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IMO a non-running engine is worth about 25% more than the total value of parting it out. It does not matter how many receipts the guy has - it does not mean the motor is any good.
 

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Ive been there as well. I went through 3 blocks before I found one worth rebuilding. The good thing is they were all free off craigslist.
 

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Yeh, unless it's smoking, knocking, or leaking bad, for the amatuer guy it's pretty hard to know what you're getting.
 

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Discussion Starter #13
Well, I dropped the shortblock off at the local speed shop. Will probably have a refreshed bottem end back in 3-4 weeks.
 

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Sure they don't look new or "low mileage", but those bearings look pretty normal to me.

I bought a used 302 long block for $75 once to use the rotating assembly in my 289 block. The bearings looked pretty much like that. Unfortunately the crank journal was too worn down to be of much use other than as a big oily paperweight.

I was rebuilding the 289 that came with my car after a failure of a new camshaft (put in after replacing a failed plastic tooth camshaft sprocket). I knew the engine had a few miles on it, but people who knew more than me were suprised that the bearings looked as bad as they did, but even they did not have other bits in them.
 

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Sure they don't look new or "low mileage", but those bearings look pretty normal to me.
Exactly the same as I was thinking. That surface coating does wear away and leaves the darker material you see there. Deep grooves or other imperfections are certainly cause for concern and/or replacement.
 

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I just picked up a 302 that was for sale on Craigslist. The heads and pan are off. It was supposedly rebuilt for a 26 Ford, but they went with a 350 instead...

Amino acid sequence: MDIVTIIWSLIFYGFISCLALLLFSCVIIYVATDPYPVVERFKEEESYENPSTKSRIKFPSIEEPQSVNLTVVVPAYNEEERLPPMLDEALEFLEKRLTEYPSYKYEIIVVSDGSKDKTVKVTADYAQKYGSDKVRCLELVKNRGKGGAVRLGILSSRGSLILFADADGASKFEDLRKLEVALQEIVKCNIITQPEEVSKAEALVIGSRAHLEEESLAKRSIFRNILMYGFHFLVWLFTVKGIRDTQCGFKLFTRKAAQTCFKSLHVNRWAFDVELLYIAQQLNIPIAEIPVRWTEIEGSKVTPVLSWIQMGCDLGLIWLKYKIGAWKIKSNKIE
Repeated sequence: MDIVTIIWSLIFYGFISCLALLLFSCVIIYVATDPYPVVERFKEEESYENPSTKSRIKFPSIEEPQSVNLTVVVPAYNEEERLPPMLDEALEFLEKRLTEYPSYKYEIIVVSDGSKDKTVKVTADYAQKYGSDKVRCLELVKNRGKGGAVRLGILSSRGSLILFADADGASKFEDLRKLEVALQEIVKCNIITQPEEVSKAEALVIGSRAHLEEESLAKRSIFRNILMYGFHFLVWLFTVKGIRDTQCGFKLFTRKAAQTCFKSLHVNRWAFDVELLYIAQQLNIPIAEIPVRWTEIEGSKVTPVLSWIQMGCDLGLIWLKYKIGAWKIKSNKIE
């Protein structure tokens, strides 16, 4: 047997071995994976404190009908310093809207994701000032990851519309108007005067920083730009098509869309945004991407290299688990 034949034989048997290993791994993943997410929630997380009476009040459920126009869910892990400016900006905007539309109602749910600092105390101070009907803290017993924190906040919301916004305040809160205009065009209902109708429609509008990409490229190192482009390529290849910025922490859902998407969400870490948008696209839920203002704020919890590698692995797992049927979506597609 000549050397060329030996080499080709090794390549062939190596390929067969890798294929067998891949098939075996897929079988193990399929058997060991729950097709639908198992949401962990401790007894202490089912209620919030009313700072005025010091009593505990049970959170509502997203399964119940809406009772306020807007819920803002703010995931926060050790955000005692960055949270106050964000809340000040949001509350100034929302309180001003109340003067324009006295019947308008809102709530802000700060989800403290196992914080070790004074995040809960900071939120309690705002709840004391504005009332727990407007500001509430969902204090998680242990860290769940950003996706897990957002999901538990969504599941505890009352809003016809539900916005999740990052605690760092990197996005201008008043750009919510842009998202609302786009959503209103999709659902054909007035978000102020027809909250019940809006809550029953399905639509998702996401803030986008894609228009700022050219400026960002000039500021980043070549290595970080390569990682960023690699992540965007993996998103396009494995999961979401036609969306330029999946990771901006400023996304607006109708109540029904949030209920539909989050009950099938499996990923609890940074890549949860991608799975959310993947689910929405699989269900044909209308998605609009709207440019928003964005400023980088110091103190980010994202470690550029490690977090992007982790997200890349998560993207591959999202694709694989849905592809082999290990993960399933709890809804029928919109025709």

Ford Small Block Engine

I got the rebuilt 1974 block, rebuilt 1969 heads, new Edelbrock 289 intake, new Edelbrock Elite valve covers, new Schneider 262H camshaft, new Edelbrock Elite air cleaner, new oil pump, new oil pump shaft, new pan, new air cleaner, used flywheel, 1970 C4 that was supposedly rebuilt too (appears to be), and a bunch of other stuff too for $350...

My question is what should I do to check that the bottom end is solid before I put it back together? Should I remove the crank and rod caps to inspect the bearings? The motor turns freely and the pistons and bores look new. It also has new freeze plugs all around too. The crank still has the assembly grease on it as well...
















 

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I picked this CL find up for $300, with AOD. Runs great, good oil pressure, but I didn't do a visual on the bearings. I took a chance and it turned out well.

 

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Discussion Starter #19
My question is what should I do to check that the bottom end is solid before I put it back together? Should I remove the crank and rod caps to inspect the bearings? The motor turns freely and the pistons and bores look new. It also has new freeze plugs all around too. The crank still has the assembly grease on it as well...
Looks like a good deal. Looks like it's all brand new. You'd probably be okay not checking it, but if it's all apart, it'd probably take you about a half an hour to check them for extra piece of mind.
 

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Looks like a good deal. Looks like it's all brand new. You'd probably be okay not checking it, but if it's all apart, it'd probably take you about a half an hour to check them for extra piece of mind.
The bearings are all new!...I'm pretty stoked..:thumbsup: